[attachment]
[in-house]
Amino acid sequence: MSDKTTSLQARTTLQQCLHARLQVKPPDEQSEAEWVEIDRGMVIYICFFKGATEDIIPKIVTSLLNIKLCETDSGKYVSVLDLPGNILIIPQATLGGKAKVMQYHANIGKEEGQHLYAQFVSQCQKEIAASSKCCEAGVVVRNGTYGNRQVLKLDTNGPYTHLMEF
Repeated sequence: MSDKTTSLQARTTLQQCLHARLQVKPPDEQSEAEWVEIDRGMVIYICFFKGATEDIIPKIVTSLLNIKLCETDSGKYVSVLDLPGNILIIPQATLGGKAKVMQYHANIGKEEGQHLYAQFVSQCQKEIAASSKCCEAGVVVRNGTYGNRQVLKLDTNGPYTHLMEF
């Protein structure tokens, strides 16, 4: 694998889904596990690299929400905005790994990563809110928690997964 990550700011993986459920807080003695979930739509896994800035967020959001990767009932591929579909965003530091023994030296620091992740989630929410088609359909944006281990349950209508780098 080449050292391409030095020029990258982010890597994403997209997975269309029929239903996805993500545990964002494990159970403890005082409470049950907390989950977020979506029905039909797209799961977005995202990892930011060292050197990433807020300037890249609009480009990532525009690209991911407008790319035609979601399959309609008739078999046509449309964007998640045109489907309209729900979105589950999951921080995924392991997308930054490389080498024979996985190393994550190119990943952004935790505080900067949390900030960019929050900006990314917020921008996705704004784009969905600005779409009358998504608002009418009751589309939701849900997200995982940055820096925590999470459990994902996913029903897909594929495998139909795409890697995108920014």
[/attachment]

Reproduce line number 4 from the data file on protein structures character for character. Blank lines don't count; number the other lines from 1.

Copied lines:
């Protein structure tokens, strides 16, 4: 694998889904596990690299929400905005790994990563809110928690997964 990550700011993986459920807080003695979930739509896994800035967020959001990767009932591929579909965003530091023994030296620091992740989630929410088609359909944006281990349950209508780098 080449050292391409030095020029990258982010890597994403997209997975269309029929239903996805993500545990964002494990159970403890005082409470049950907390989950977020979506029905039909797209799961977005995202990892930011060292050197990433807020300037890249609009480009990532525009690209991911407008790319035609979601399959309609008739078999046509449309964007998640045109489907309209729900979105589950999951921080995924392991997308930054490389080498024979996985190393994550190119990943952004935790505080900067949390900030960019929050900006990314917020921008996705704004784009969905600005779409009358998504608002009418009751589309939701849900997200995982940055820096925590999470459990994902996913029903897909594929495998139909795409890697995108920014």